THE PURE COLD LIGHT IN THE SKY - November 18, 2017
Kin of the Moon’s debut event, The Pure Cold Light in the Sky, is a sonic exploration of quantum and elemental matters. From Jessi Harvey’s quizzical composition, The Multiverse, Kate Soper’s Only The Words Themselves Know What They Say, with text by Lydia Davis, Heather Bentley, Kaley Eaton and Leanna Keith’s collaborative work, Atmokinesis, to Eaton’s sound installation Wilderness, the physical essence of the particles and waves that animate our selves and our world is on display through KOTM’s soundstream.
Harvey’s The Multiverse has something to do with gravitational waves, dark matter, twins and John Cage. We are still not sure what, however…
Kate Soper says this about her piece: “Lydia Davis' words suggested an unhinged virtuosity and idiosyncratic, multi-layered musical reading that took me from screwball comedy to paired musical gymnastics: the flute becomes a kind of Iron Man suit for the voice, amplifying it to new planes of expressivity, intensity, and insanity as the two players struggle, with a single addled brain, to navigate the treacherous labyrinth of simple logic.”
Atmokinesis is a superpower. A person practicing Atmokinesis can control the weather through psychic manipulation of the elements earth, water, fire, air and aether. In KOTM’s attempt, improvised acoustic sounds manipulate electrons through the program known as SuperCollider, and resultant electronic tones in turn influence the musical direction of the piece. A BKE (Bentley/Keith/Eaton) collaboration, we’ve been performing this piece for several months now and we’re not sure how effective our weather control is, because it’s not clear whether it’s the physical, cultural, psycho-spiritual, or political climate we are influencing. But something is definitely changing.
Kaley Eaton’s Wilderness is a spatial representation of how much distributed wilderness is left in the U.S. Eaton writes: “Each speaker emits a synthesized sound generated from data sourced from the University of Montana Wilderness Center. As you can guess from the image, the sound each speaker makes is representative of the relative acreage of protected wilderness in the immediate radius of the speaker. Speakers in areas with higher acreage of wilderness emit louder, higher pitched, and more rapidly pulsating sounds. Speakers in areas with low acreage of wilderness emit quieter, lower pitched, and more slowly pulsating sounds. All sounds were calculated meticulously to ensure a spatially accurate, relative experience of how much wilderness we have preserved and destroyed.” The installation responds to the listeners’ remarks by triggering recorded voices when room sounds rise above a threshold of respectful hush into the din of human anxiety.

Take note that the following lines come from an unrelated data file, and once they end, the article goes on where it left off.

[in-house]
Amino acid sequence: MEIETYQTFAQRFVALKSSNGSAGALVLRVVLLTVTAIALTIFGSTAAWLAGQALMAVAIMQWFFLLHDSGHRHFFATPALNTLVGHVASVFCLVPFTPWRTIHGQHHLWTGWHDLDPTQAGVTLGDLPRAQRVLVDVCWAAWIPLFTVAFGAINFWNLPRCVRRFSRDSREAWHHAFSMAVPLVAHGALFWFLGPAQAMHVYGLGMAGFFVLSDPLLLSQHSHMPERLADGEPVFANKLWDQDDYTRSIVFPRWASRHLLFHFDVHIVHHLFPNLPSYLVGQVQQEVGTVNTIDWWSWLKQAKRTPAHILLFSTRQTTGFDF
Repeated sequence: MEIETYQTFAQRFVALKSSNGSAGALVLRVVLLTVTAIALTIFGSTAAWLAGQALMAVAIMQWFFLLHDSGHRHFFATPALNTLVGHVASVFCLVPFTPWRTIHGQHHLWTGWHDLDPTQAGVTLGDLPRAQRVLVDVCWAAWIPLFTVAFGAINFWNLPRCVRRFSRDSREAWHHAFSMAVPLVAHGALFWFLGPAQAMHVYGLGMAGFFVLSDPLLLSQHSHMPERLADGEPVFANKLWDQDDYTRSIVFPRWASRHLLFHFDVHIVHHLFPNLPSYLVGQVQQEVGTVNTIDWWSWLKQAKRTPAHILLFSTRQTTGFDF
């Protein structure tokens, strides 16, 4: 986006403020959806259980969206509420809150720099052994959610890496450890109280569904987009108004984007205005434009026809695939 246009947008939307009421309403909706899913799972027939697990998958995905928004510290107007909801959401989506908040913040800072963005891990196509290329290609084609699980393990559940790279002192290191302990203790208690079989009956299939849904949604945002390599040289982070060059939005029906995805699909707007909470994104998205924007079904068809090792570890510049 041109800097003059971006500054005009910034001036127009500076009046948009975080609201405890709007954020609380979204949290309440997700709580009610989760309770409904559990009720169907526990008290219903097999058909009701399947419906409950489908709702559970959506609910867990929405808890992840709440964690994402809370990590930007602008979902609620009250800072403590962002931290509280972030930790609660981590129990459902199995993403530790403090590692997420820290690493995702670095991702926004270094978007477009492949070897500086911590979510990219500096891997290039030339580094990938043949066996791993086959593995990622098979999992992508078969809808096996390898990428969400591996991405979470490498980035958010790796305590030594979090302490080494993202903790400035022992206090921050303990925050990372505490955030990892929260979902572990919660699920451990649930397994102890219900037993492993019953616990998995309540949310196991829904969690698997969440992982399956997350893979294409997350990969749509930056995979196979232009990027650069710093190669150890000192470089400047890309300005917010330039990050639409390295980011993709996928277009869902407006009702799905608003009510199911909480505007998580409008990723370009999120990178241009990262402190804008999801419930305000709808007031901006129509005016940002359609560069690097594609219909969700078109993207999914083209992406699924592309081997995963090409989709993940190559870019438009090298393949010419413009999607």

Please take a look and a listen to Kaley Eaton's new installation: wilderness for nine loudspeakers.
WHAT BETTER THAN CALL A DANCE? - April 20, 2018
Kin of the Moon’s April 20 show is inspired by the relationship of dance to music, and how music informs dance and dance informs music. We’ll be collaborating with Beth Fleenor on clarinet, vocals, electronics and Karin Stevens: the two will interweave a series of improvisations interspersed with four new takes on some pre-existing dance music forms composed by Kaley Lane Eaton and Heather Bentley, performed by Kin of the Moon. A hybrid of through composed and improvised music, the retrospective/reworking includes dance music of the Renaissance, and new view on the waltz and the tango, and a sort of EDM thing…and electronics.
WHEN TWO CLOSE KINDRED MEET - June 16, 2018
We feel the sizzle of this moment in music. Twin paths of notated music and improvised music have been traveling at electric speed down parallel paths, with outrageously brilliant practitioners on either side. But it’s time for the serpent to merge its two tracks and coil toward greater electrification. Kin of the Moon (KOTM) is deeply inspired by the artists of the Association for Advancement of Creative Musicians (AACM), who have been at the forefront of exploration, performance and sharing of improvised music for over 60 years: Renee Baker is one of our heroes from the AACM and we are privileged to have worked with her, be inspired by her, and be mentored by her. She has been an early supporter of KOTM and it’s our deep honor to present and commission her new piece Tyaga: Divine Life Suite, a through-composed work for various flutes, viola, voice, bass, percussion and electronics that combines the structure of a notated work with areas of improvised music.
The advances in written and graphic notation in the post WW2 period have yielded intense ways of engaging the minds and ears of performers and listeners, while also creating a potential excess of page-centric devotion. The density of attention that can exist in improvised music as practiced by avant-garde musicians like Renee Baker, Roscoe Mitchell, Nicole Mitchell, Robert Dick, Anthony Braxton, Ha-Yang Kim and many more are an inspiration to us at KOTM. As conservatory-trained instrumentalists/vocalists/composers with advanced degrees, we KOTM musicians are privileged to have the versatility of finely honed technique to support our explorations in improvisation, while also possessing the adventurous intellect and mind chops to interpret and execute complex notational systems.
During Renée Baker’s week-long residency in Seattle, she will also present several film screenings in various community locations. She has created original scores for these experimental art films and recorded them with the improvising orchestra she leads, the Chicago Modern Orchestra Project."